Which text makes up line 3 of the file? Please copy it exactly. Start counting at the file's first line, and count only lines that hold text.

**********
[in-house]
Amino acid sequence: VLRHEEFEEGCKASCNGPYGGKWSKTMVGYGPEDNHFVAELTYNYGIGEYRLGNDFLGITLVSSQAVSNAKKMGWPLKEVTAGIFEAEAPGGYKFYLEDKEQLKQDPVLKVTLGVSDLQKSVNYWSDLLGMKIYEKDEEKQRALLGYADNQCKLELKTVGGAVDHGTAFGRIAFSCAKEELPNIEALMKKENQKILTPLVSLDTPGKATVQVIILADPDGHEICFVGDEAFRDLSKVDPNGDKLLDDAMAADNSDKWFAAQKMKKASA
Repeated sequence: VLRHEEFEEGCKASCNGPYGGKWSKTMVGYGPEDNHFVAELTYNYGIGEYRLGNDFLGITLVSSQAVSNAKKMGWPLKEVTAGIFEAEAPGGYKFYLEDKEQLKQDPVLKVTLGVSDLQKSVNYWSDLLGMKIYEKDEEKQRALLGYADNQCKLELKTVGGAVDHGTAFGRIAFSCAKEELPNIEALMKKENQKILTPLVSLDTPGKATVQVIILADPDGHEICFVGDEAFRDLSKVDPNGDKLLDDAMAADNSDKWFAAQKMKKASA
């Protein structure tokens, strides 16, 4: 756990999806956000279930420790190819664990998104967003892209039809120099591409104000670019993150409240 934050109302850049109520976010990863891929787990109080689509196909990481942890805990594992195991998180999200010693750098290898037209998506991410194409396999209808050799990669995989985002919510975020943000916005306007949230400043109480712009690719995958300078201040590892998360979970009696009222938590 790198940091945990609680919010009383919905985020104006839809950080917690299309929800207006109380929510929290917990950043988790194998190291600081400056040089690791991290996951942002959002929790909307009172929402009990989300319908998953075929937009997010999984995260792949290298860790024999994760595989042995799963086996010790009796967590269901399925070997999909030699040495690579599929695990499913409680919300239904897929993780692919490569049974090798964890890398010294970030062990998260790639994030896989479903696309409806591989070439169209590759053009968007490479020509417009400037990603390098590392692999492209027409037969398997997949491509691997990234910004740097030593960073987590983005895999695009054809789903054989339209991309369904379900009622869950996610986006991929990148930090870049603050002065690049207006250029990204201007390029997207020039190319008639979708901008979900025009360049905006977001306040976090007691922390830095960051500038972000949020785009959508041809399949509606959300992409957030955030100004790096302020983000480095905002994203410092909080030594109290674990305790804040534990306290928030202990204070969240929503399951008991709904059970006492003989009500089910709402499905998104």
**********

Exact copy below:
Repeated sequence: VLRHEEFEEGCKASCNGPYGGKWSKTMVGYGPEDNHFVAELTYNYGIGEYRLGNDFLGITLVSSQAVSNAKKMGWPLKEVTAGIFEAEAPGGYKFYLEDKEQLKQDPVLKVTLGVSDLQKSVNYWSDLLGMKIYEKDEEKQRALLGYADNQCKLELKTVGGAVDHGTAFGRIAFSCAKEELPNIEALMKKENQKILTPLVSLDTPGKATVQVIILADPDGHEICFVGDEAFRDLSKVDPNGDKLLDDAMAADNSDKWFAAQKMKKASA